Skype is the newest addition to Windows 8.1, the major update to Windows 8 that is expected to arrive in mid-October.
It was already known that a number of Microsoft’s services and offerings would be bundled with Windows 8.1, including search engine Bing, personal cloud-storage service SkyDrive, Web browser Internet Explorer (IE) and Xbox Music, Video and Games.
Earlier this week, Microsoft added Skype to that list. Microsoft purchased in 2011 the video- and audio-calling Internet phone service, which today has about 300 million users.
But given that Microsoft previously had to settle with the Department of Justice over its bundling of Internet Explorer with Windows, and that a judge had ruled Microsoft a monopoly on that issue, could the company face similar antitrust concerns now by including Skype with Windows 8.1?
- Seahawks agree to contract extension with quarterback Russell Wilson
- Dustin Ackley trade symbolizes continuing dark days of Mariners
- Surviving Seattle’s sidewalks: Pedestrian rage rises as the population grows
- Seahawks linebacker Bobby Wagner on contract talks: 'Now. That's my deadline'
- Higher wages a surprising success for Seattle restaurant Ivar's
Most Read Stories
“It’s probably still too early to say” if it will be an issue, said Prasad Krishnamurthy, an assistant professor of law at the University of California, Berkeley.
Differences exist between the current Skype-Windows 8.1 situation and the previous Internet Explorer-Windows antitrust battles which took place in the late 1990s and early 2000s.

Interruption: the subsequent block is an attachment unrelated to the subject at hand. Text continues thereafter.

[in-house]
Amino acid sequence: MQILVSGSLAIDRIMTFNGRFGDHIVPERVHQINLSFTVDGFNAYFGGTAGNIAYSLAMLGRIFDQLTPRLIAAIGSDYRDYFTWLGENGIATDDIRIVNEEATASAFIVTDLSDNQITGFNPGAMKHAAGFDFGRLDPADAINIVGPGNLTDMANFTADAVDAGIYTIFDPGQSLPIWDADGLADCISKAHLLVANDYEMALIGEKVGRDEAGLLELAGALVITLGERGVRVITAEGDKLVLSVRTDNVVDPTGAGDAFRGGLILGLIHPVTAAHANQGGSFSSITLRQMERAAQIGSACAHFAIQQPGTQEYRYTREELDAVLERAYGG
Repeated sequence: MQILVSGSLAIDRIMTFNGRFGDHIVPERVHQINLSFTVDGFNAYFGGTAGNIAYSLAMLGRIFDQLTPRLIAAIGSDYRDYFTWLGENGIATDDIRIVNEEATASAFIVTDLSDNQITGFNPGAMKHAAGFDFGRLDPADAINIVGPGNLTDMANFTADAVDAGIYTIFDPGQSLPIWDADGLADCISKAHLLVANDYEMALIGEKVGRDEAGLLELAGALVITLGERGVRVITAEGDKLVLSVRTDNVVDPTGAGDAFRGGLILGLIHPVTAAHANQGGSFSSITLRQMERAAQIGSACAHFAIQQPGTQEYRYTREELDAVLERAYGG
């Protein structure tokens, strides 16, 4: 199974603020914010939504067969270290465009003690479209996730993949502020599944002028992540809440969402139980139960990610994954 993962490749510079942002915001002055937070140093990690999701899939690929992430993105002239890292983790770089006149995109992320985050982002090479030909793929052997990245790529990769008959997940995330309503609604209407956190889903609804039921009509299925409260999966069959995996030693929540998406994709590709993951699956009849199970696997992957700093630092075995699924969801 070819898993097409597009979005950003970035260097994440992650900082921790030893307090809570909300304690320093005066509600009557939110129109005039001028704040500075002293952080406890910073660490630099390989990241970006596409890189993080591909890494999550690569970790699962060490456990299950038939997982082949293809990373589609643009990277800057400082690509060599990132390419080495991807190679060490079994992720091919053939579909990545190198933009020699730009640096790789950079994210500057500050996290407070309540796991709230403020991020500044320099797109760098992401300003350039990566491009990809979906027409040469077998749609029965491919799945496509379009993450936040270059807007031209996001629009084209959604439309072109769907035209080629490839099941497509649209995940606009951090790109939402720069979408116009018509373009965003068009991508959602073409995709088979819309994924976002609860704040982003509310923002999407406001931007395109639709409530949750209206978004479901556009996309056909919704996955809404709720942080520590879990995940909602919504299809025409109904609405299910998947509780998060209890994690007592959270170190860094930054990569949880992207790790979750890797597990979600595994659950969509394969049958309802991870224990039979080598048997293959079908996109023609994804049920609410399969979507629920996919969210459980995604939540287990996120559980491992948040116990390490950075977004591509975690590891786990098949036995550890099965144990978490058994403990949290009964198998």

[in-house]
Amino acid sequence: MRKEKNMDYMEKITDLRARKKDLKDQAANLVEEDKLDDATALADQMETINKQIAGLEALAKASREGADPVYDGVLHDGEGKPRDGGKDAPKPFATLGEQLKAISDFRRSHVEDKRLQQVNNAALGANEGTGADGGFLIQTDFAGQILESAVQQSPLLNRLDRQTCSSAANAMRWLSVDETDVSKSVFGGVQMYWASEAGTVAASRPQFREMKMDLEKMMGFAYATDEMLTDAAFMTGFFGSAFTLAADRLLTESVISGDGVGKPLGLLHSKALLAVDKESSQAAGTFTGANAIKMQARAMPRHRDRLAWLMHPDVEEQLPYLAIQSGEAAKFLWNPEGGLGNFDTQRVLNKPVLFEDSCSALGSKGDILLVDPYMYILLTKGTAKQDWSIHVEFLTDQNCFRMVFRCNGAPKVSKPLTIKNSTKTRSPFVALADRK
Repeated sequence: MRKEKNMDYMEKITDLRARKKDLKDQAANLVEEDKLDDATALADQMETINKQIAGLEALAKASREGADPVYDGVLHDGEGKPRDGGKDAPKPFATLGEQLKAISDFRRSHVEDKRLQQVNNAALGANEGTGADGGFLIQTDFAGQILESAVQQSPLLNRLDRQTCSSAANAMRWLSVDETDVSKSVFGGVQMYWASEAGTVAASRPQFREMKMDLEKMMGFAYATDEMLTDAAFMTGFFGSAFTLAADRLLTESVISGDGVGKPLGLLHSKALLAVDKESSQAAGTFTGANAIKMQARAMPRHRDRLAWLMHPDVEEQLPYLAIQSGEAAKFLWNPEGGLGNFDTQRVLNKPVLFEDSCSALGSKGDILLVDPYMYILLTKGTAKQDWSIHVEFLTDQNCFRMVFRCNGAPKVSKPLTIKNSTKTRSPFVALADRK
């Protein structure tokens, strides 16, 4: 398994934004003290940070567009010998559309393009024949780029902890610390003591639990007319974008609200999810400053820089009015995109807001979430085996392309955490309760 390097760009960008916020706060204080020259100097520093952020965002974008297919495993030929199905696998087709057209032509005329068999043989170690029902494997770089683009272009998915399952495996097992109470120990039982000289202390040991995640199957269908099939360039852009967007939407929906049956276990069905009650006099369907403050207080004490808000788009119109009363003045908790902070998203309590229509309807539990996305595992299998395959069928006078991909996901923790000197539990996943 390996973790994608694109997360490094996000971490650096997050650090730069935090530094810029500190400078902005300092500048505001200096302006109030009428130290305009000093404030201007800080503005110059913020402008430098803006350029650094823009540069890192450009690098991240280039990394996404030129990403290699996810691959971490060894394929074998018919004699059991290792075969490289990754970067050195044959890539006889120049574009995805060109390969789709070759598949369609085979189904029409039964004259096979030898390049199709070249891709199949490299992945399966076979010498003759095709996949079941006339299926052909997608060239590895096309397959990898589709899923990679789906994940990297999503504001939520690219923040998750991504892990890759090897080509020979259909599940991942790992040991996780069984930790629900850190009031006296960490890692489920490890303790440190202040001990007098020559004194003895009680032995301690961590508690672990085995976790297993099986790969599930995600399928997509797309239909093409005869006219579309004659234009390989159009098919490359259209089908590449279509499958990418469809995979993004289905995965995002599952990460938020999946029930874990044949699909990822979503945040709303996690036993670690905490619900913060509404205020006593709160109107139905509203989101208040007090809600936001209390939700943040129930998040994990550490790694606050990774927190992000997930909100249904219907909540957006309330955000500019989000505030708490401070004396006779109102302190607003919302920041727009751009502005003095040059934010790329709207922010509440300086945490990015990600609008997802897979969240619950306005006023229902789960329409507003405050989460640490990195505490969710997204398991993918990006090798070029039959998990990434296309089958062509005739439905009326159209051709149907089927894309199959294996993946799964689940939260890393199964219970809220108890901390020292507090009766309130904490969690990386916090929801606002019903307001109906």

One of the issues that the government had with Microsoft bundling IE with Windows was the argument that by doing so, Microsoft was trying to use its dominant position in the marketplace to prevent programmers from writing applications for other operating systems, including middleware such as Netscape’s Navigator browser.
“Here it’s not so clear that by adding Skype features to Windows that Microsoft is making the market for operating systems any more anticompetitive,” Krishnamurthy said.
Also, as long as Microsoft allows consumers to remove the Skype app, it could help the company avoid anti-competitive arguments, he added.
Windows 8.1 (and Windows 8) also has an applications store where, presumably, competitors could sell their own apps to be loaded onto Windows devices.
Finally, the market has changed since the days of the antitrust suit.
While Windows still is the dominant operating system on desktop and laptop computers, Apple’s iOS and Google’s Android are the dominating operating systems on mobile devices. And the market for mobile devices is growing while that for PCs is slowing.
Also, these days, consumers expect their devices to come with some features or applications packaged in. Android devices, for instance, typically come packaged with some Google services, while iOS devices come with FaceTime video chat.
“I think Microsoft could much more plausibly say (now) that the operating-systems market is much broader than just the PC market,” Krishnamurthy said.
Apple and Google declined to comment on the issue.
Ultimately, Krishnamurthy said, whether bundling Skype with Windows becomes a big issue may come down to details — the specifics of “the way the bundling is done.”
Janet I. Tu: 206-464-2272 or email@example.com. On Twitter @janettu.